The moral feelings of man answer to the principles that govern him; and his happiness is usually proportionate to the improved state of his nature. By communion with God we are more and more transformed into his likeness ; the results of which are great peace and great enjoyment. When that peace and this enjoyment rise into sublime rapture, it is commonly by some striking view of the glorious majesty and infinite loveliness of the Deity. As he is infinitely more excellent than are any of his works, so nothing can excite our admiration in comparison with him. Adoring exclamation and exulting praise rise as freely from the soul when devoutly impassioned as flow the streams of that salvation which excites our gratitude.
The higher exercises of devotion always associate the feelings of surprise, of wonder, of adoration, and of love. Heaven abounds with such feelings. On beholding the displays of creating goodness, nearly six thousand years since, “ the morning stars sang together, and all the sons of God shouted for joy.” The omnipotence, purity, and eter. nity of God are shouted by troops of angels; for they cry, “ Holy, holy, Lord God Almighty, which was, and is, and is to come."
Rejoicing in his glorious dominion, the redeemed of our race in heaven cry, " Alleluia, salvation, and glory, and honor, and power, be unto the Lord our God.” Before his enthroned presence the seraphim cover their faces, and cry one to another, “ Holy, holy, holy is the Lord of hosts, the whole earth is full of his glory.” It was after a signal display of the divine Majesty, and under an exalted conception of his character, that Moses sang, “Who is like unto thee, O Lord, among the gods ? Who is like unto thee, glorious in holiness, fearful in praises, doing wonders !" If Daniel under a divine afflatus, and St. John under a like inspiration, broke pot into rapturous praises, it was because they were so overpowered with the grandeur of God that they fell at his feet as dead."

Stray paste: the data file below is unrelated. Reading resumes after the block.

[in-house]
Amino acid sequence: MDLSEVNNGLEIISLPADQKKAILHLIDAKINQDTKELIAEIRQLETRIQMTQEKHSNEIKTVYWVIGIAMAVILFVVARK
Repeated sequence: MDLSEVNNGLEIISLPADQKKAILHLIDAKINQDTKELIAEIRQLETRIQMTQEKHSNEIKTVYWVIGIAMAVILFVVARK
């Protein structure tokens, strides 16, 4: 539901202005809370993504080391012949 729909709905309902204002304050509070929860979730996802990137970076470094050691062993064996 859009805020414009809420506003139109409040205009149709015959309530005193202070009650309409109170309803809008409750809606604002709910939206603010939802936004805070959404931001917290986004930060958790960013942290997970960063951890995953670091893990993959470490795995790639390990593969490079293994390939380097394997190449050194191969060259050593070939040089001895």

God is never disposed to keep his humble worshipers at a distance; nor is he pleased with our devotions when performed with gloomy apprehensions. Servile fear is the offspring of darkness, and not of light-of unbelief, and not of faith. The Spirit of adoption enables us to cry, “ Abba, Father;" to approach him with humble assurance; and to worship him with a reverence that answers to the most fervent love, and to the most exalted delight. The psalmist was familiar with his Maker. Fired at the disclosures of supreme excellence, he seized the harp, and poured his melody in strains like the following: “The Lord on high is mightier than the noise of many waters, yea, than the mighty waves of the sea. Bless the Lord, O my soul! O Lord, my God, thou art very great; thou art clothed with honor and majesty. Thou coverest thyself with light as with a garment, and stretchest out the heavens like a curtain." “ Praise ye the Lord; for he is good : sing praises unto his name; for it is pleasant." “ How precious are thy thoughts unto me, O God ! How great is the sum of them !” At the conversion of St. Paul, so brightly shone the glory of Christ, and so alarming was his voice, that the loftiness of the Pharisee was at once subdued; and he fell strengthless to the ground, where with trembling and astonishment he inquired, “ Lord, what wilt thou have me to do ?” This apostle, afterward contemplating the providence of God, and the plan of salvation, was struck with amazement, and adoringly exclaimed, “ O the depth of the riches both of the wisdom and knowledge of God! How unsearchable are his judgments, and his ways past finding out!"